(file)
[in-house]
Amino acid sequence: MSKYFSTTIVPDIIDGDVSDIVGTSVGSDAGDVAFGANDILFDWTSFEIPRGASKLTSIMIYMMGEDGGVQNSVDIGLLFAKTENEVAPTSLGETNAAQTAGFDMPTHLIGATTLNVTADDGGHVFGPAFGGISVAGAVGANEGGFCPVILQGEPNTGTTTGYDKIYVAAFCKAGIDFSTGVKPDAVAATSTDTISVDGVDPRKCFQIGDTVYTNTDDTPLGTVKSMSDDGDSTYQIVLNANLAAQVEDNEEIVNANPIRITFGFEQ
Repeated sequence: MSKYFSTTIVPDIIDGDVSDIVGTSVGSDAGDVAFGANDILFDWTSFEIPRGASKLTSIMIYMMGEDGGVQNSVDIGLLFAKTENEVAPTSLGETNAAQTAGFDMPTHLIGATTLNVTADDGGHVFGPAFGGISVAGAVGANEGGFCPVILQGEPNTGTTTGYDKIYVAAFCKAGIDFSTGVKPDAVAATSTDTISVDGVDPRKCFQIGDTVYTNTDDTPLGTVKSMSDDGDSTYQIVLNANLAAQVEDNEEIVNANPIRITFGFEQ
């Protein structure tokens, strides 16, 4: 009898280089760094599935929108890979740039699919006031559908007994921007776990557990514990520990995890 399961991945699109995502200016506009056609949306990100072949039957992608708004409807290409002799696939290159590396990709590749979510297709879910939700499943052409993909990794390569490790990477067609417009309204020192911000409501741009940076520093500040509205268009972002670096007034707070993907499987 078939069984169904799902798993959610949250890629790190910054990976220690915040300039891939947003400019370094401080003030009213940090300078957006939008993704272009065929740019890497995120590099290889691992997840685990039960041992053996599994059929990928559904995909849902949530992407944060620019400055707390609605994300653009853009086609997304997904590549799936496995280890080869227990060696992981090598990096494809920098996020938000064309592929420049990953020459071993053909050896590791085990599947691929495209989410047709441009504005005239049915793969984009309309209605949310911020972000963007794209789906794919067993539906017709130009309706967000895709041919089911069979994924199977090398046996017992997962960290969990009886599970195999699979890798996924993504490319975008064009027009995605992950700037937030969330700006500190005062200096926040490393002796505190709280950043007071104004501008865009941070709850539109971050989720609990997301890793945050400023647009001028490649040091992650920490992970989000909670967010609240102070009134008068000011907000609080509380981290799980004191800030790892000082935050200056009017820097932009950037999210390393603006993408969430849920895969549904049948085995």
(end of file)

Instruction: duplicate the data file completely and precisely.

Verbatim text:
[in-house]
Amino acid sequence: MSKYFSTTIVPDIIDGDVSDIVGTSVGSDAGDVAFGANDILFDWTSFEIPRGASKLTSIMIYMMGEDGGVQNSVDIGLLFAKTENEVAPTSLGETNAAQTAGFDMPTHLIGATTLNVTADDGGHVFGPAFGGISVAGAVGANEGGFCPVILQGEPNTGTTTGYDKIYVAAFCKAGIDFSTGVKPDAVAATSTDTISVDGVDPRKCFQIGDTVYTNTDDTPLGTVKSMSDDGDSTYQIVLNANLAAQVEDNEEIVNANPIRITFGFEQ
Repeated sequence: MSKYFSTTIVPDIIDGDVSDIVGTSVGSDAGDVAFGANDILFDWTSFEIPRGASKLTSIMIYMMGEDGGVQNSVDIGLLFAKTENEVAPTSLGETNAAQTAGFDMPTHLIGATTLNVTADDGGHVFGPAFGGISVAGAVGANEGGFCPVILQGEPNTGTTTGYDKIYVAAFCKAGIDFSTGVKPDAVAATSTDTISVDGVDPRKCFQIGDTVYTNTDDTPLGTVKSMSDDGDSTYQIVLNANLAAQVEDNEEIVNANPIRITFGFEQ
């Protein structure tokens, strides 16, 4: 009898280089760094599935929108890979740039699919006031559908007994921007776990557990514990520990995890 399961991945699109995502200016506009056609949306990100072949039957992608708004409807290409002799696939290159590396990709590749979510297709879910939700499943052409993909990794390569490790990477067609417009309204020192911000409501741009940076520093500040509205268009972002670096007034707070993907499987 078939069984169904799902798993959610949250890629790190910054990976220690915040300039891939947003400019370094401080003030009213940090300078957006939008993704272009065929740019890497995120590099290889691992997840685990039960041992053996599994059929990928559904995909849902949530992407944060620019400055707390609605994300653009853009086609997304997904590549799936496995280890080869227990060696992981090598990096494809920098996020938000064309592929420049990953020459071993053909050896590791085990599947691929495209989410047709441009504005005239049915793969984009309309209605949310911020972000963007794209789906794919067993539906017709130009309706967000895709041919089911069979994924199977090398046996017992997962960290969990009886599970195999699979890798996924993504490319975008064009027009995605992950700037937030969330700006500190005062200096926040490393002796505190709280950043007071104004501008865009941070709850539109971050989720609990997301890793945050400023647009001028490649040091992650920490992970989000909670967010609240102070009134008068000011907000609080509380981290799980004191800030790892000082935050200056009017820097932009950037999210390393603006993408969430849920895969549904049948085995």